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Water-soluble silicon leads to dissolvable electronics

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Posted January 16, 2015

Researchers working in a materials science lab are literally watching their work disappear before their eyes—but intentionally so. They’re developing water-soluble integrated circuits that dissolve in water or biofluids in months, weeks, or even a few days. This technology, called transient electronics, could have applications for biomedical implants, zero-waste sensors, and many other semiconductor devices.

water-soluble circuits

(a) Optical and SEM images of a transient CMOS circuit dissolving at various times over 42 days. (b) Optical images of an ultrathin CMOS circuit on a silk substrate dissolving over 16 hours. Both circuits are immersed in phosphate-buffered saline solution at 70 °C and pH 10. Credit: Yin, et al. ©2015 AIP Publishing LLC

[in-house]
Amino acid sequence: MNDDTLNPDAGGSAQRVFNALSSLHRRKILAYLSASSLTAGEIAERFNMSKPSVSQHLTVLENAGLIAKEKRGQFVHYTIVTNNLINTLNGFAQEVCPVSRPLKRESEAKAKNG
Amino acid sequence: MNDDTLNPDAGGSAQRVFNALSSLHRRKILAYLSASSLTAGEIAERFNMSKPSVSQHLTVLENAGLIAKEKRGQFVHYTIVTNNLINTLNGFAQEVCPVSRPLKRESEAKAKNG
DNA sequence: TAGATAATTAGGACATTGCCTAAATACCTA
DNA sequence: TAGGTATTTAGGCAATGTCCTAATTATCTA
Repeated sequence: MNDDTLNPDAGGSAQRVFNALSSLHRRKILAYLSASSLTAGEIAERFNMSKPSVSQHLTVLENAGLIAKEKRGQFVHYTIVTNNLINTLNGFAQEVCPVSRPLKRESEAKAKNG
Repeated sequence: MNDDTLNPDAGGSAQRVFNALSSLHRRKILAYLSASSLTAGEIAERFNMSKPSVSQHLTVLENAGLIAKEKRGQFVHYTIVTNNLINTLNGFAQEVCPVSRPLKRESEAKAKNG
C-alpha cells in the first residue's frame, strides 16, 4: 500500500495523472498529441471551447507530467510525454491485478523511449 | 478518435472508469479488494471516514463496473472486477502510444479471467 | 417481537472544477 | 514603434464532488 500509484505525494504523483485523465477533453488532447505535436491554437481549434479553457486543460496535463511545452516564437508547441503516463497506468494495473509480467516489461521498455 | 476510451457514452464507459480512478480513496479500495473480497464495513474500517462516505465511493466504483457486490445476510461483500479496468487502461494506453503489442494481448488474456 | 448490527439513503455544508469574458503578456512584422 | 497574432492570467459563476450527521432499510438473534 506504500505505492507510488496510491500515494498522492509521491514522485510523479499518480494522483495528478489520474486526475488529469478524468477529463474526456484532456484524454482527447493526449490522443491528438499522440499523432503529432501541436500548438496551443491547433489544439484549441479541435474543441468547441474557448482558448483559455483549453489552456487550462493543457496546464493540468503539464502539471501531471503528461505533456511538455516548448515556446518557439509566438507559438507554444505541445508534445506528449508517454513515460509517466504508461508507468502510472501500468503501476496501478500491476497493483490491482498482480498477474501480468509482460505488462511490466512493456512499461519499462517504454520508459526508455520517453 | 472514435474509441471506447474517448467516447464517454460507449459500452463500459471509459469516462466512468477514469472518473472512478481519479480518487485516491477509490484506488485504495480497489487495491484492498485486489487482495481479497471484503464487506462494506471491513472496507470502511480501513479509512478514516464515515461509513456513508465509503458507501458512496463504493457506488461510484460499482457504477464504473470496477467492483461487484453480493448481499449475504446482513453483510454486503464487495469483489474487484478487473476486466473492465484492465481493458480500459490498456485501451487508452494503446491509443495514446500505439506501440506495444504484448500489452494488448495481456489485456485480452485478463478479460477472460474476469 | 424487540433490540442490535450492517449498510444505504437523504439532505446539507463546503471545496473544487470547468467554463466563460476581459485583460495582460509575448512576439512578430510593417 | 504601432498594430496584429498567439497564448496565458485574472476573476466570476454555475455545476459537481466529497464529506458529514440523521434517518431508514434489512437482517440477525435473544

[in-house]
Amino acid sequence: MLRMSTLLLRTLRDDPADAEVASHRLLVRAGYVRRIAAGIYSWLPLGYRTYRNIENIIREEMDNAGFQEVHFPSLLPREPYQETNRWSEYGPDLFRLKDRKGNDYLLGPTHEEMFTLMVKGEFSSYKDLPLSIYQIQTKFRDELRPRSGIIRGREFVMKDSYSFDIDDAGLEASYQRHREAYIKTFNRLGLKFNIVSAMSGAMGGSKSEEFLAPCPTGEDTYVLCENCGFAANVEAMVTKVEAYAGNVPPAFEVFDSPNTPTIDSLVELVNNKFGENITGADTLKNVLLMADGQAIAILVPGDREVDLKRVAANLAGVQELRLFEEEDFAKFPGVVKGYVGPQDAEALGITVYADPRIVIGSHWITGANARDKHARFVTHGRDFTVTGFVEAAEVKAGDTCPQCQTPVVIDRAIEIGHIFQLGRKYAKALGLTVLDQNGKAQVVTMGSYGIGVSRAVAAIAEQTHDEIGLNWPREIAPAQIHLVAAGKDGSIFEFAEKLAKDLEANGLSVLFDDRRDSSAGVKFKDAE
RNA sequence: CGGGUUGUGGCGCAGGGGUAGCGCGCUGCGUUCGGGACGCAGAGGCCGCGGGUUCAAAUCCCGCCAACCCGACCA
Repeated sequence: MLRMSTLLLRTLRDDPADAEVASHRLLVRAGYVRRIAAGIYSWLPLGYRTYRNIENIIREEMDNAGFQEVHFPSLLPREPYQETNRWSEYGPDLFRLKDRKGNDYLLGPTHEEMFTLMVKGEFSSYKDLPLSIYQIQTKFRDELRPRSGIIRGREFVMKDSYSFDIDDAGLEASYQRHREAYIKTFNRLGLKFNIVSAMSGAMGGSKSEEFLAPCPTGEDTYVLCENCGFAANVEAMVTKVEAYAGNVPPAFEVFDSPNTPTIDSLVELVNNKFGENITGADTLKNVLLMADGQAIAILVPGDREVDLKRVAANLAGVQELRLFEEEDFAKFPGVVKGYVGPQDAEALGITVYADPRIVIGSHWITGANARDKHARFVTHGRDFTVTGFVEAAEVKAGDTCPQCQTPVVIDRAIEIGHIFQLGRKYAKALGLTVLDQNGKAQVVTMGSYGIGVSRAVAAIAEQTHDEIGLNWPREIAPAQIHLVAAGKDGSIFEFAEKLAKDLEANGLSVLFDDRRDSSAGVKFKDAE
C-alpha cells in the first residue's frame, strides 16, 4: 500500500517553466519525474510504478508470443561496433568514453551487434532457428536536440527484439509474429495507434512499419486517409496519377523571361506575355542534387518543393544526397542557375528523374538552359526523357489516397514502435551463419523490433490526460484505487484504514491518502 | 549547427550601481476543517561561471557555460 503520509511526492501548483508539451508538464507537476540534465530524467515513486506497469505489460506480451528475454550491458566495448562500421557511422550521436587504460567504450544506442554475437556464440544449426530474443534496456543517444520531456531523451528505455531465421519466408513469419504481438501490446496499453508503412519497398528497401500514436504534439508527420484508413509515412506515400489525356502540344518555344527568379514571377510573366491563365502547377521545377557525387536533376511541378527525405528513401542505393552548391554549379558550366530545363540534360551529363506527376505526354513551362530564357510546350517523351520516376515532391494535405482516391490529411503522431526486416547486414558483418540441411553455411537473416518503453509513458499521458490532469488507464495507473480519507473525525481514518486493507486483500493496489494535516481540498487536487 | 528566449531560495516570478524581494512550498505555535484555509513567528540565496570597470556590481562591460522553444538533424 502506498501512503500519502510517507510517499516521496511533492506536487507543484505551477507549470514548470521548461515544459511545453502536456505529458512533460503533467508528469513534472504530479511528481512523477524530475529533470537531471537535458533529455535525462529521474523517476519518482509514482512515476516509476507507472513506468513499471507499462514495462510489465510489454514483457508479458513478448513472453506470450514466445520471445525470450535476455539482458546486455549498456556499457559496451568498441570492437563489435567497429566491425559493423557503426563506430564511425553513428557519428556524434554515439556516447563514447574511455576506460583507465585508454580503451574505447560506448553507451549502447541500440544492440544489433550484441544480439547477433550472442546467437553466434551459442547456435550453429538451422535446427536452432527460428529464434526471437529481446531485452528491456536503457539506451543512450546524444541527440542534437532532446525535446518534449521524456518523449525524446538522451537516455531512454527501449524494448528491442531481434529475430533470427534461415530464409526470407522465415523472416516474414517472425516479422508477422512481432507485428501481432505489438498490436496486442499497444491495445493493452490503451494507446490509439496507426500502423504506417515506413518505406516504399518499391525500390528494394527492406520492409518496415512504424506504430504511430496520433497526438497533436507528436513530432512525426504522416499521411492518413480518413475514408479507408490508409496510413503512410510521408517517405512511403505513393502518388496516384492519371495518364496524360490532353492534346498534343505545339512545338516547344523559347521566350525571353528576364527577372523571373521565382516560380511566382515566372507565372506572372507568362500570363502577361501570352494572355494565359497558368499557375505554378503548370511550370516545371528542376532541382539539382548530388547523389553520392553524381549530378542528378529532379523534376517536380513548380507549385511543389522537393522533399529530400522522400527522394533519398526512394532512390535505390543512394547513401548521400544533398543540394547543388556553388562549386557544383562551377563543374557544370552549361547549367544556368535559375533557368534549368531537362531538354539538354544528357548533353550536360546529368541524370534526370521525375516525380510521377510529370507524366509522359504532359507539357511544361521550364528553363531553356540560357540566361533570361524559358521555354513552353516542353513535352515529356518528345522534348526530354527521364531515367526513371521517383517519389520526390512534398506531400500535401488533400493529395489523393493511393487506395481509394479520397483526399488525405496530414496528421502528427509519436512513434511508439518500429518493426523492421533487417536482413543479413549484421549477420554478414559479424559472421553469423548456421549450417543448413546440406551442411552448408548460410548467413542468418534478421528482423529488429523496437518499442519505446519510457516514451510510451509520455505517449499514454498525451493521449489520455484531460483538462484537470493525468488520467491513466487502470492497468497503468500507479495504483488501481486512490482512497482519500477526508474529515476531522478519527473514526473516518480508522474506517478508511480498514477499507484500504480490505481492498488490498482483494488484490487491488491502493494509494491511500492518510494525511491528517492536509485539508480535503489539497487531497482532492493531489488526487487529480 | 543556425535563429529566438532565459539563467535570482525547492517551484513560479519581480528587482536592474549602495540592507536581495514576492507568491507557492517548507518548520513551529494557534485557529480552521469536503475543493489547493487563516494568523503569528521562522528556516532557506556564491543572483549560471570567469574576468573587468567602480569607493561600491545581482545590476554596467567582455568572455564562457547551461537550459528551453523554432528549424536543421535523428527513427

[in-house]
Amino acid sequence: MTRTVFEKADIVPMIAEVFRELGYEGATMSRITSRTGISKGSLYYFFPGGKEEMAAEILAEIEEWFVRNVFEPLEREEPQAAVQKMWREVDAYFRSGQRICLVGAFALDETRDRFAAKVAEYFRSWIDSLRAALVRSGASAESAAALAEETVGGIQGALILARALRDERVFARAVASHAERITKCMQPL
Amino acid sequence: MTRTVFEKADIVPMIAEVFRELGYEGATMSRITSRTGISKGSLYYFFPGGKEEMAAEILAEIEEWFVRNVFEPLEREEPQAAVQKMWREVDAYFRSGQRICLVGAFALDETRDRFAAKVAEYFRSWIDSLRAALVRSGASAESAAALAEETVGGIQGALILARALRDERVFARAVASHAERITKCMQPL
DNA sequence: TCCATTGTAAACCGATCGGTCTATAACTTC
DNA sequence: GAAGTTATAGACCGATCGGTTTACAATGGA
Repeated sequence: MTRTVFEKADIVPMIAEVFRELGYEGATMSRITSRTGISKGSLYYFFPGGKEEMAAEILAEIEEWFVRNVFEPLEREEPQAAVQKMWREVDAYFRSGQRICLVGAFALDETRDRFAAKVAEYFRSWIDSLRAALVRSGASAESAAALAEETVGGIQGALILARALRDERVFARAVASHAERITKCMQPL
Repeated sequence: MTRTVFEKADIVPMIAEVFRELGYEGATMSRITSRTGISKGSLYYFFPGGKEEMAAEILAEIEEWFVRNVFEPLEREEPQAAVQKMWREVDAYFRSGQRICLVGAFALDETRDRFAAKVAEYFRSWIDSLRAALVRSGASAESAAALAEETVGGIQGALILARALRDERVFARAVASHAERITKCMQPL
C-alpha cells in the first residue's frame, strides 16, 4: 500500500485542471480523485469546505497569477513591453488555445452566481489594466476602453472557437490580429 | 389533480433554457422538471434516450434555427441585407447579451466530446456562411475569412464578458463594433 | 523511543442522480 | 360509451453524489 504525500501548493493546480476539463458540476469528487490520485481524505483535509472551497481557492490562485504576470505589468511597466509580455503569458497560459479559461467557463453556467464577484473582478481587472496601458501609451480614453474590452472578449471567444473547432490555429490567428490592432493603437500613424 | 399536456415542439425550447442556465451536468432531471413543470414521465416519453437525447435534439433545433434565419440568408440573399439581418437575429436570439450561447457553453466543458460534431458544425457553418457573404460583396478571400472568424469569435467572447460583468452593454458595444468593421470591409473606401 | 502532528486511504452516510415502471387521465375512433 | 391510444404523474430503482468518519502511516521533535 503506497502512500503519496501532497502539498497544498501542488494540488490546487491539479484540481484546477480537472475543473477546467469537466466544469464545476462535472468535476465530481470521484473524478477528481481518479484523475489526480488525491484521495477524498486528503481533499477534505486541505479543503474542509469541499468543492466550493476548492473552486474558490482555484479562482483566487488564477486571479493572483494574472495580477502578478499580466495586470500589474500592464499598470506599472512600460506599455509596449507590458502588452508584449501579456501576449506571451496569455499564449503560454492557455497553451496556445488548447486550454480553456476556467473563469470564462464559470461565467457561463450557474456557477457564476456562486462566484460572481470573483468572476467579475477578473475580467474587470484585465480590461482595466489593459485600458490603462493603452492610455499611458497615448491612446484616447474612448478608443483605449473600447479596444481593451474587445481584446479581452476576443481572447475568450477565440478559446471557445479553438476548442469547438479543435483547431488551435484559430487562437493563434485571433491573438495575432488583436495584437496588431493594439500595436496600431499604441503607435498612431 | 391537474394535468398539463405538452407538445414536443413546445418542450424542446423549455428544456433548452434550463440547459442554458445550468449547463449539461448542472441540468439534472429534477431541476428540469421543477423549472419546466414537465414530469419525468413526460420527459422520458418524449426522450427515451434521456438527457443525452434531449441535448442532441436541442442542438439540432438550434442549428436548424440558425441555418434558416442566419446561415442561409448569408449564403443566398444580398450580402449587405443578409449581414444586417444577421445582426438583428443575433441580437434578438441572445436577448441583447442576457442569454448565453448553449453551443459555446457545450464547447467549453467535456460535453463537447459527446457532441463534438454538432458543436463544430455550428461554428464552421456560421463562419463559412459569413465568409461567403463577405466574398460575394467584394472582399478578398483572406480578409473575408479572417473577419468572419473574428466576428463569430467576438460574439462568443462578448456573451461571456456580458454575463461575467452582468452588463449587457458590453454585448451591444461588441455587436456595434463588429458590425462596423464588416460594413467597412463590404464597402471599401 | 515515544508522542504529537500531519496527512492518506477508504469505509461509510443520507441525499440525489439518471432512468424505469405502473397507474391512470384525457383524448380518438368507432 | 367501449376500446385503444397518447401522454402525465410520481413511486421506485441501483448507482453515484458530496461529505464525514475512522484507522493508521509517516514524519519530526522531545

The researchers, led by John A. Rogers at the University of Illinois at Urbana-Champaign and Fiorenzo Omenetto at Tufts University, have published a study in a recent issue of Applied Physics Letters in which they analyzed the performance and dissolution times of various semiconductor materials.

The work builds on previous research, by the authors and others, which demonstrated that silicon—the most commonly used semiconductor material in today’s electronic devices—can dissolve in water.

Read more at: Phys.org

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